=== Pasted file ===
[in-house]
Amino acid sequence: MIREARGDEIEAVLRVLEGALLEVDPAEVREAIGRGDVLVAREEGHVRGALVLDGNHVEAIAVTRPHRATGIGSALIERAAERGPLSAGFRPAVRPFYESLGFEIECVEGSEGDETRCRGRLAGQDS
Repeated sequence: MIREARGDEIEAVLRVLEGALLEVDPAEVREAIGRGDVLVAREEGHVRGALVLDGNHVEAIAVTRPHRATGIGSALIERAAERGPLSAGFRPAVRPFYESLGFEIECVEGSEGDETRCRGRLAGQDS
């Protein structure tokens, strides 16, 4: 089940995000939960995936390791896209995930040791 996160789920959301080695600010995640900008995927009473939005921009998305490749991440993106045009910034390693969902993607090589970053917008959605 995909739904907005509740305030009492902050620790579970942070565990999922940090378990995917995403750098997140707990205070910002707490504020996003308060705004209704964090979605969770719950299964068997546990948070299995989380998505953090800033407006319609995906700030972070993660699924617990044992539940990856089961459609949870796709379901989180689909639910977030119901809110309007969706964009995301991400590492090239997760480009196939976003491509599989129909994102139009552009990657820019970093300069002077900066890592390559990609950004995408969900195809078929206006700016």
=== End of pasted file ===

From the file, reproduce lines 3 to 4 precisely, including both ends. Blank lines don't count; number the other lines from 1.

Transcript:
Repeated sequence: MIREARGDEIEAVLRVLEGALLEVDPAEVREAIGRGDVLVAREEGHVRGALVLDGNHVEAIAVTRPHRATGIGSALIERAAERGPLSAGFRPAVRPFYESLGFEIECVEGSEGDETRCRGRLAGQDS
């Protein structure tokens, strides 16, 4: 089940995000939960995936390791896209995930040791 996160789920959301080695600010995640900008995927009473939005921009998305490749991440993106045009910034390693969902993607090589970053917008959605 995909739904907005509740305030009492902050620790579970942070565990999922940090378990995917995403750098997140707990205070910002707490504020996003308060705004209704964090979605969770719950299964068997546990948070299995989380998505953090800033407006319609995906700030972070993660699924617990044992539940990856089961459609949870796709379901989180689909639910977030119901809110309007969706964009995301991400590492090239997760480009196939976003491509599989129909994102139009552009990657820019970093300069002077900066890592390559990609950004995408969900195809078929206006700016």